What Is The Difference Between Ragù And Bolognese?

If you frequent Italian restaurants, you've likely tried ragù alla Bolognese. The tomato-based pasta is beloved in both Italian and Italian-American cuisine. It's a palatable and versatile dish, typically featuring pappardelle or tagliatelle. Because many Bolognese recipes also call for the use of milk, the sauce achieves a creamy consistency that perfectly balances with the texture of chopped meat.

Bolognese's popularity is not only a product of the sauce's taste but also of its history. According to Cucina Venti, Bolognese gets its name from Northern Italy's city of Bologna, though it's debated whether the dish actually originated from its namesake. Regardless of its source, ragù alla Bolognese — also known as Bolognese ragù — begins with a sofrito: a carrot, celery, and onion mixture. Once the vegetables are cooked, the beef can be incorporated, followed by the liquids.

Yet while ragù alla Bolognese clearly places ragù and Bolognese in tandem, the two are neither synonymous nor interchangeable. In actuality, ragù refers to a broader category of Italian sauces, whereas Bolognese represents just one version of how a ragù can take shape and taste.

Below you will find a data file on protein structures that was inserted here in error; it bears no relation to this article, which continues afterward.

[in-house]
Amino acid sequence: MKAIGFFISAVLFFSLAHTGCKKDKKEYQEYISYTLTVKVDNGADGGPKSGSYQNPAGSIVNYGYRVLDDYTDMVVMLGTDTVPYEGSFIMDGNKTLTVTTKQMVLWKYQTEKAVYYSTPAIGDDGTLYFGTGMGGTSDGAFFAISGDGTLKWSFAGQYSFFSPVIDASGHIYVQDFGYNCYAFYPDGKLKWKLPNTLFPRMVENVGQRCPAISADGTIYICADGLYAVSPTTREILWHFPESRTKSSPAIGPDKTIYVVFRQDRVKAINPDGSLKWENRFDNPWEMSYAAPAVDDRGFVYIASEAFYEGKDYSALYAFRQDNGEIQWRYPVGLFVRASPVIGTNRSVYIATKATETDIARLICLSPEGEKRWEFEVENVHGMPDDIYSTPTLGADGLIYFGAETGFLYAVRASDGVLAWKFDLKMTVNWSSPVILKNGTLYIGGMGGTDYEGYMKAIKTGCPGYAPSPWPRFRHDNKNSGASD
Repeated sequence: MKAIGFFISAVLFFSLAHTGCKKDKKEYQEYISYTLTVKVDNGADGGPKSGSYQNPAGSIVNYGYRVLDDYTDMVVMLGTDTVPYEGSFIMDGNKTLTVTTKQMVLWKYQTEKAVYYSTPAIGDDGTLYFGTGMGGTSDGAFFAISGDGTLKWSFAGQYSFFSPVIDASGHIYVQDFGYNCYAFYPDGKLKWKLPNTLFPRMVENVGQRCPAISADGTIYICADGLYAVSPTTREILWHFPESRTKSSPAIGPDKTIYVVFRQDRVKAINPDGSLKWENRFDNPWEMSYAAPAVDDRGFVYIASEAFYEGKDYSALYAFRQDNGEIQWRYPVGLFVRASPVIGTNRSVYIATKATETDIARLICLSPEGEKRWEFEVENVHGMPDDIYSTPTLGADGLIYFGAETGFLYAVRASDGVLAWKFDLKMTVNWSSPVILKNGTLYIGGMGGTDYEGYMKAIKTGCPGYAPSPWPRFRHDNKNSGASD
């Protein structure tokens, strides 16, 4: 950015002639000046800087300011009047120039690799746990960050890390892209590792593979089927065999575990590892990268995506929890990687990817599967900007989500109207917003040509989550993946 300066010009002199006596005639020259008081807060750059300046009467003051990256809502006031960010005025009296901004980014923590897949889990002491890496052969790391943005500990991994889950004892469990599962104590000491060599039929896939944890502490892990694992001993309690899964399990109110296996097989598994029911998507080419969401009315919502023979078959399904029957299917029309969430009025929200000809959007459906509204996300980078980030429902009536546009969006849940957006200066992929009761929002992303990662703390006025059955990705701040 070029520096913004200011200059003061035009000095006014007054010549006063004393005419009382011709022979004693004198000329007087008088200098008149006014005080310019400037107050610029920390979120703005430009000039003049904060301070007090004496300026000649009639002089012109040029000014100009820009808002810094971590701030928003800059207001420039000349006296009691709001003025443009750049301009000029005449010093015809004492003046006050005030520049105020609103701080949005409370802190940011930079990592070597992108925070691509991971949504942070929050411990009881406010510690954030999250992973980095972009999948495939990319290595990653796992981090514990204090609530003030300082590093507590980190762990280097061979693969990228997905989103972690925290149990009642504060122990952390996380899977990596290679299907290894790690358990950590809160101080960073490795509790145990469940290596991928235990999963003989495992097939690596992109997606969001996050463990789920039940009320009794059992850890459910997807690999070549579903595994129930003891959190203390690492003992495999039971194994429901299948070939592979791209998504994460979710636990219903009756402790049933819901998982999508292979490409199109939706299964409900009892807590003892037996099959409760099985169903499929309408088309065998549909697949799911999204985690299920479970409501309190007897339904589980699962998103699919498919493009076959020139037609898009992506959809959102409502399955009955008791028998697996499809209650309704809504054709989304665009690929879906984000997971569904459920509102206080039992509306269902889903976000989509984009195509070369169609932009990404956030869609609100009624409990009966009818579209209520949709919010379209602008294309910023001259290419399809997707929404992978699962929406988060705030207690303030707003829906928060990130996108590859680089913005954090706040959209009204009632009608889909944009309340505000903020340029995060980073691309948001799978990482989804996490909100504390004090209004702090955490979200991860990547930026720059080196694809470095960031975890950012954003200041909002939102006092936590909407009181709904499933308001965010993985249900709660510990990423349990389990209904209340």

Bolognese is a type of ragù and a variation of sauce

The difference between ragù and Bolognese is in the name. The English translation of the Italian "ragù alla Bolognese" literally means Bolognese sauce, placing Bolognese under the ragù umbrella. Per the Alpine Bakery and Trattoria, ragù is essentially a meat-based sauce with traces of tomato, whereas Bolognese branches off that sauce starting point. 

The recipes for ragù and Bolognese are fairly similar, though ragù leaves more room for creativity. Ragù options range from the addition of monkfish to mortadella, though you typically begin with a sofrito, as well as tomatoes and meat. You'll also need to exercise patience and give your sauce plenty of time to cook (per La Cucina Italiana).

As such, ragù can refer to any number of loosely-defined meat-based sauces that have been cooked long enough for the flavors to meld. A sauce can take many forms and directions, so the next time you're making pasta, consider branching out from Bolognese. Or don't bother switching it up; Bolognese is always a hearty, fail-safe sauce.